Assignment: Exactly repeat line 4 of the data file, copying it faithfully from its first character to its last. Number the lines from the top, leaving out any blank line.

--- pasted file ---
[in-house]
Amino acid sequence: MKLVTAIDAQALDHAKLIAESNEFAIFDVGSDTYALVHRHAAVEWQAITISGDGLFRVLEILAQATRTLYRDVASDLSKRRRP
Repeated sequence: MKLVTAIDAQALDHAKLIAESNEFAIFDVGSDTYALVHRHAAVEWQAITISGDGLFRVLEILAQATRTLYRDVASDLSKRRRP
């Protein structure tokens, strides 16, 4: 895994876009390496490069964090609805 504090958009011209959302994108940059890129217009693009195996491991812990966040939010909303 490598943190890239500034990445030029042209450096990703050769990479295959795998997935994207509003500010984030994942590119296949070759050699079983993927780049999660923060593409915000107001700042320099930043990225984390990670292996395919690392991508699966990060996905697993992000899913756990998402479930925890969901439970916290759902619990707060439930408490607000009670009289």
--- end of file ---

């Protein structure tokens, strides 16, 4: 895994876009390496490069964090609805 504090958009011209959302994108940059890129217009693009195996491991812990966040939010909303 490598943190890239500034990445030029042209450096990703050769990479295959795998997935994207509003500010984030994942590119296949070759050699079983993927780049999660923060593409915000107001700042320099930043990225984390990670292996395919690392991508699966990060996905697993992000899913756990998402479930925890969901439970916290759902619990707060439930408490607000009670009289």